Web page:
There is more I could say (and more I have said here and here), but for now, I simply want to highlight the importance, even the necessity of distinguishing humans from other animals for ethical reasons.

Are There Things Only Humans Can Do?

As part of a recent discussion on human exceptionalism, I put some thought into the question of human uniqueness and what science has to say about the peculiarity of humans. Our first tack was to brainstorm potentially unique human faculties.  Here are my notes.

Human faculties are either activities (processes in action) or abilities (potential processes) considered to be present in humans – potentially exclusively.

Some philosophers have claimed reason, awareness, mind, and intelligence as uniquely human. I worry that these traits are equivalent to, rather than descriptive of, humanity in much of the literature. Insofar as we define them more specifically, we find them in other organisms. Abstract problem solving appears in crows and dolphins and, interestingly, amoebae. Self-recognition appears in elephants, apes, dolphins, and magpies. Synthetic abstraction (combining abstract concepts mentally) appears in dolphins.

A second category of faculties includes agency (the ability to have done otherwise), will or choice (deciding between options), moral reasoning (thinking and choosing on the basis of value), theological altruism (thinking and choosing in a way that benefits others over self), consciousness (internal awareness), and art-for-art’s sake (as opposed to craft for the sake of utility). This list, while easier to speak of concretely in non-humans, is not open to observation. All the elements involve some internal state. Were non-humans to have these faculties, there would be no way to verify them empirically. If we choose them as the dividing line between humans and non-humans, we will need to rely on some other way of knowing (revelation? deduction? tradition?).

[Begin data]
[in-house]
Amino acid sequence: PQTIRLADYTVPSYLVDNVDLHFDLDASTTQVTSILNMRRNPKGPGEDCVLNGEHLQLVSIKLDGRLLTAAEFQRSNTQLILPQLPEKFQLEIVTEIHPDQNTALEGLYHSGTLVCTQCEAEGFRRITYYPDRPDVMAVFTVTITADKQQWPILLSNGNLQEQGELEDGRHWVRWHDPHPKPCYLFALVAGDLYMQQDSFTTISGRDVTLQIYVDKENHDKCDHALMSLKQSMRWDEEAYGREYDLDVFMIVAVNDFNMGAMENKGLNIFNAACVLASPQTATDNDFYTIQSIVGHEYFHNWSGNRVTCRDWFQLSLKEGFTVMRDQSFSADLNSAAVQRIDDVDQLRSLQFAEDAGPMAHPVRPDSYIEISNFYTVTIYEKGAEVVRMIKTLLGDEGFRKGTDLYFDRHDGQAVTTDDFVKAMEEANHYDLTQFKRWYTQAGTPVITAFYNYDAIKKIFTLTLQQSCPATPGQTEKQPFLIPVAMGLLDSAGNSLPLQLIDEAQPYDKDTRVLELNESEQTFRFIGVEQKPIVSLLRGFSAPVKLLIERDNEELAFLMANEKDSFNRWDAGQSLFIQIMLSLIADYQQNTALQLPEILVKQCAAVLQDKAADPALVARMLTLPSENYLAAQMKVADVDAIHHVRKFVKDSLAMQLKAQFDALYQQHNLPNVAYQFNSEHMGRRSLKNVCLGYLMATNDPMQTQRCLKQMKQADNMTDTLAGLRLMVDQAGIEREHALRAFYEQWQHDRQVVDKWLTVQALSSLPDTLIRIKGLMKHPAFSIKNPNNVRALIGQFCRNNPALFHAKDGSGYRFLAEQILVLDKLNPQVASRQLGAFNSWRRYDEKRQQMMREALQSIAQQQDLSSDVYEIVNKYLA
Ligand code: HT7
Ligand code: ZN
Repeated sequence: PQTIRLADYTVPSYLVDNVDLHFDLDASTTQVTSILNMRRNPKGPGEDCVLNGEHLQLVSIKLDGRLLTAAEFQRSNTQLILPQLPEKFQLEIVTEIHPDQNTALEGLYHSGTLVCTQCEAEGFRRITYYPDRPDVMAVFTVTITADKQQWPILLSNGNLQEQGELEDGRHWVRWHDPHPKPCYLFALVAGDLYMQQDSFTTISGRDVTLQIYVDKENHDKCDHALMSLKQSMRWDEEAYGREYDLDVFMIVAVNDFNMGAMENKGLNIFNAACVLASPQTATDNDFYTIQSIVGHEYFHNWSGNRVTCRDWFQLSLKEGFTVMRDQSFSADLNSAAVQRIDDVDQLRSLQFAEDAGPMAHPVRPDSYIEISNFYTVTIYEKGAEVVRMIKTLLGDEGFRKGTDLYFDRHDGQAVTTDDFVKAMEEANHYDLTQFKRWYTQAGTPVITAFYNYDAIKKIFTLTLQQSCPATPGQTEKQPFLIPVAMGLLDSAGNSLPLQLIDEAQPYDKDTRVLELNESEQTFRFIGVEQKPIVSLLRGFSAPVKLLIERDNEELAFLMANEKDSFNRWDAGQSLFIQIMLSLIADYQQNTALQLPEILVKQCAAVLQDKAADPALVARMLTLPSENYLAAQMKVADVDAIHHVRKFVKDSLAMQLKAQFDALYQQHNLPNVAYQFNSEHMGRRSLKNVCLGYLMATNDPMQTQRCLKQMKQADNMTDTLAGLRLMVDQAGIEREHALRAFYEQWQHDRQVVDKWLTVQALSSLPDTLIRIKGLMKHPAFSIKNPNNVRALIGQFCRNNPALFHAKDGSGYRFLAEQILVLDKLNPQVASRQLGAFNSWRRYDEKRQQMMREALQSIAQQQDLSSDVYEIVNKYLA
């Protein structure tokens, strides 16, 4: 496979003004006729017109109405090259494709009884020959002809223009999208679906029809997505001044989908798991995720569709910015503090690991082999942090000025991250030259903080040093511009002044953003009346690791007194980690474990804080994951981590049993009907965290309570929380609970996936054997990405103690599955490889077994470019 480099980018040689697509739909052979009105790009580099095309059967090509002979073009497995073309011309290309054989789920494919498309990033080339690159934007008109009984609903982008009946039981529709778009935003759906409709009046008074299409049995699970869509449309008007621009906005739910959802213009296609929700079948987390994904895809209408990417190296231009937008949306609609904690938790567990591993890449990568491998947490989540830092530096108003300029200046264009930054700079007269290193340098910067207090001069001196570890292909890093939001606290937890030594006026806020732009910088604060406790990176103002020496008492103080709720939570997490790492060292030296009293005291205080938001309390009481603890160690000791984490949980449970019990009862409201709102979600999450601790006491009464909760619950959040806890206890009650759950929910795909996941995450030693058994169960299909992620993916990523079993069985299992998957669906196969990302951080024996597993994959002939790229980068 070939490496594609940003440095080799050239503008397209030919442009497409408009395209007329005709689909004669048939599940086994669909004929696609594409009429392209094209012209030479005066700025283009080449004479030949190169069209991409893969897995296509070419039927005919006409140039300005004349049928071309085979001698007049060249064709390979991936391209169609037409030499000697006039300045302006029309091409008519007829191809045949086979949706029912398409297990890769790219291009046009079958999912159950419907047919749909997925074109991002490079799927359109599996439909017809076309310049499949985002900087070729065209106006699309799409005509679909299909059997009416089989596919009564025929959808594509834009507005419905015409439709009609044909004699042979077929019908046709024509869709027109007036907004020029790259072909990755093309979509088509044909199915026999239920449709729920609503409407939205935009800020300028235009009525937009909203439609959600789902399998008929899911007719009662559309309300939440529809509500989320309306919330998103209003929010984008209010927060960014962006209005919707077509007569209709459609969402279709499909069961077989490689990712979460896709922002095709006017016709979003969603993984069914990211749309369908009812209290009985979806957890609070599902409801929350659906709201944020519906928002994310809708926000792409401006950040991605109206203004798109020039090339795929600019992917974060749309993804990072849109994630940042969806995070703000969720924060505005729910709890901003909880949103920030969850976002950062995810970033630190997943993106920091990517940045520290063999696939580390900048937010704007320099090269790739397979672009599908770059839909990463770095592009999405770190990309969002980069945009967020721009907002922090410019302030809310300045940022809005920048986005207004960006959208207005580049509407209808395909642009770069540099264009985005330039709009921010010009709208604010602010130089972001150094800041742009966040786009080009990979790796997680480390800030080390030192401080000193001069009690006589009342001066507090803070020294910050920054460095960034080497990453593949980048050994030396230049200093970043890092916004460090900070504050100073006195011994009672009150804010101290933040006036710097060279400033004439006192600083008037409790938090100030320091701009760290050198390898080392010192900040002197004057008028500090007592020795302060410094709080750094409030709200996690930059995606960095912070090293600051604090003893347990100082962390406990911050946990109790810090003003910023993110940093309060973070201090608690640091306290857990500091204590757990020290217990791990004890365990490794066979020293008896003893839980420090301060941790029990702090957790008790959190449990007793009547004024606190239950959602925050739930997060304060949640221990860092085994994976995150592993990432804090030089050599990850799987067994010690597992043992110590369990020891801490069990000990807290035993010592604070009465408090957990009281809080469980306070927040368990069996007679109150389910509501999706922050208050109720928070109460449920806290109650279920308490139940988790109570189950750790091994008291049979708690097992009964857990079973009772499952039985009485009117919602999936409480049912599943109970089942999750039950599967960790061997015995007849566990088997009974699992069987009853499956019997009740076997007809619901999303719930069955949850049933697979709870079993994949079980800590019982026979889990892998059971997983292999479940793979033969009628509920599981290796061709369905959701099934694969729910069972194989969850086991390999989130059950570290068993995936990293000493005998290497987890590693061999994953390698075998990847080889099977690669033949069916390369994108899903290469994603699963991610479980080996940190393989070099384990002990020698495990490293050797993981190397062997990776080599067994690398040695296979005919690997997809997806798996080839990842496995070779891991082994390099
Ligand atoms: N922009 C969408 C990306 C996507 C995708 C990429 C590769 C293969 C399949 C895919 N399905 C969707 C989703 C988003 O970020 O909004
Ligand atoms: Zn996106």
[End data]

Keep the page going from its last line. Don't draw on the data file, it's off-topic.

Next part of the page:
A third category contains faculties both specific and potentially empirical). In each case, it has been difficult to stipulate a qualitative difference between human and non-human forms. Humans have complex or “fancy” ways of doing these things. That does not rule them out as functional definitions, but it does mean we’ll need to be careful how we communicate about them. Tool use and transmission has been observed in crows. Agriculture (cultivating plants and fungus as tools) and herding (cultivating animals as tools) have been observed in ants (and here). Evolutionary biologists have, in the past, distinguished artificial selection from natural selection, but it’s unclear on what >empirical< grounds. If the difference is intent or consciousness, then it invokes internal states. If the difference is just that humans do one, then we have not aided our cause of differentiating humans. Many organisms communicate, though humans appear to transmit and rearrange far more complex concepts than other creatures. In particular, we have a rich language and the ability to generate new languages.

In a previous discussion (and here), world-domination was proposed, but cyanobacteria have arguably had a greater impact on the planet than humans, producing the oxygen rich atmosphere (3.5-2.2 billion years ago), killing off most of the other species at the time, and making Earth possible for multicellular organisms (including plants and animals). Along similar lines, we can think of space-exploration. A number of organisms have hitched rides on human spacecraft traveling to the moon and probably beyond (and here). We are also starting to think more seriously about the possibility that meteorite impacts can eject Earth rocks into space with hibernating microbes capable of colonizing other planets.

My friend, Jack suggested nuclear chemistry (causing fusion and fission reactions), which looks promising. While numerous species utilize fusion products (heat and light from the Sun) or colonize radioactive zones (and here), only humans produce nuclear energy and waste products.

Meeting 4.1 – Free Will

The reading group on Biology and Theology met for the first time (for Spring 2015) on 16 February 2015 and talked about free will as it relates to physics and biology. Here are my notes.